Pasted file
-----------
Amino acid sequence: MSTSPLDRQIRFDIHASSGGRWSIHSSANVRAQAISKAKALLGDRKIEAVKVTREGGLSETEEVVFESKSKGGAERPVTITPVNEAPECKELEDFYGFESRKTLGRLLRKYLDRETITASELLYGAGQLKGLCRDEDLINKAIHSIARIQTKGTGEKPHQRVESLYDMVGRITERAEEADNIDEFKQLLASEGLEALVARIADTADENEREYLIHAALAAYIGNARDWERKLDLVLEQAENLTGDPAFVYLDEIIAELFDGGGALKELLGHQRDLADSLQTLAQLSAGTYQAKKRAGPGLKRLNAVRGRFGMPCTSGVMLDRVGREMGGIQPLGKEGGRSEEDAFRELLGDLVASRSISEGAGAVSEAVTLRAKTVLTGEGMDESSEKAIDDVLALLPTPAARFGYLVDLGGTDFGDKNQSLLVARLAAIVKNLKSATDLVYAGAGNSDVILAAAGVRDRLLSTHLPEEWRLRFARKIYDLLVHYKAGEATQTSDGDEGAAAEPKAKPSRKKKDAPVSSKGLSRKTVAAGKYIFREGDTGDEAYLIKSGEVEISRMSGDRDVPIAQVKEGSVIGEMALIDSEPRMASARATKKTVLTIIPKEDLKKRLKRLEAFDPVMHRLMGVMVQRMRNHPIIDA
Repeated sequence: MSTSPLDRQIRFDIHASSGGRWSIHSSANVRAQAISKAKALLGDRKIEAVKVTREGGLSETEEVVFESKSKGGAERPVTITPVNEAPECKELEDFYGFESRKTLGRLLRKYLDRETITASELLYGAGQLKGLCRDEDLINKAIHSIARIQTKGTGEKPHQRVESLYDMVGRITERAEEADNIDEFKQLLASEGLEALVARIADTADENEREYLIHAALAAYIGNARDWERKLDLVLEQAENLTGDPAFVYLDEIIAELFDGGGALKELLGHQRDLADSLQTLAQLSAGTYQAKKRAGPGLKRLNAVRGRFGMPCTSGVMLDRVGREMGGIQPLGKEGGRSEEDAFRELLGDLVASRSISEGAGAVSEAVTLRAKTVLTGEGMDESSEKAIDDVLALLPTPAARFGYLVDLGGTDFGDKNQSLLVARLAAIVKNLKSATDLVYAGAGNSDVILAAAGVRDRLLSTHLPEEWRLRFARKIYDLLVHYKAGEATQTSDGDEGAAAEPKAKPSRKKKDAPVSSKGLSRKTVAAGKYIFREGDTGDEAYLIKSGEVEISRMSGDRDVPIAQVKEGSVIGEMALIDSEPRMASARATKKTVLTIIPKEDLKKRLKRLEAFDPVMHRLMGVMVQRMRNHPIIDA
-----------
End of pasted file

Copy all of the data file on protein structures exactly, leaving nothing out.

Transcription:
Amino acid sequence: MSTSPLDRQIRFDIHASSGGRWSIHSSANVRAQAISKAKALLGDRKIEAVKVTREGGLSETEEVVFESKSKGGAERPVTITPVNEAPECKELEDFYGFESRKTLGRLLRKYLDRETITASELLYGAGQLKGLCRDEDLINKAIHSIARIQTKGTGEKPHQRVESLYDMVGRITERAEEADNIDEFKQLLASEGLEALVARIADTADENEREYLIHAALAAYIGNARDWERKLDLVLEQAENLTGDPAFVYLDEIIAELFDGGGALKELLGHQRDLADSLQTLAQLSAGTYQAKKRAGPGLKRLNAVRGRFGMPCTSGVMLDRVGREMGGIQPLGKEGGRSEEDAFRELLGDLVASRSISEGAGAVSEAVTLRAKTVLTGEGMDESSEKAIDDVLALLPTPAARFGYLVDLGGTDFGDKNQSLLVARLAAIVKNLKSATDLVYAGAGNSDVILAAAGVRDRLLSTHLPEEWRLRFARKIYDLLVHYKAGEATQTSDGDEGAAAEPKAKPSRKKKDAPVSSKGLSRKTVAAGKYIFREGDTGDEAYLIKSGEVEISRMSGDRDVPIAQVKEGSVIGEMALIDSEPRMASARATKKTVLTIIPKEDLKKRLKRLEAFDPVMHRLMGVMVQRMRNHPIIDA
Repeated sequence: MSTSPLDRQIRFDIHASSGGRWSIHSSANVRAQAISKAKALLGDRKIEAVKVTREGGLSETEEVVFESKSKGGAERPVTITPVNEAPECKELEDFYGFESRKTLGRLLRKYLDRETITASELLYGAGQLKGLCRDEDLINKAIHSIARIQTKGTGEKPHQRVESLYDMVGRITERAEEADNIDEFKQLLASEGLEALVARIADTADENEREYLIHAALAAYIGNARDWERKLDLVLEQAENLTGDPAFVYLDEIIAELFDGGGALKELLGHQRDLADSLQTLAQLSAGTYQAKKRAGPGLKRLNAVRGRFGMPCTSGVMLDRVGREMGGIQPLGKEGGRSEEDAFRELLGDLVASRSISEGAGAVSEAVTLRAKTVLTGEGMDESSEKAIDDVLALLPTPAARFGYLVDLGGTDFGDKNQSLLVARLAAIVKNLKSATDLVYAGAGNSDVILAAAGVRDRLLSTHLPEEWRLRFARKIYDLLVHYKAGEATQTSDGDEGAAAEPKAKPSRKKKDAPVSSKGLSRKTVAAGKYIFREGDTGDEAYLIKSGEVEISRMSGDRDVPIAQVKEGSVIGEMALIDSEPRMASARATKKTVLTIIPKEDLKKRLKRLEAFDPVMHRLMGVMVQRMRNHPIIDA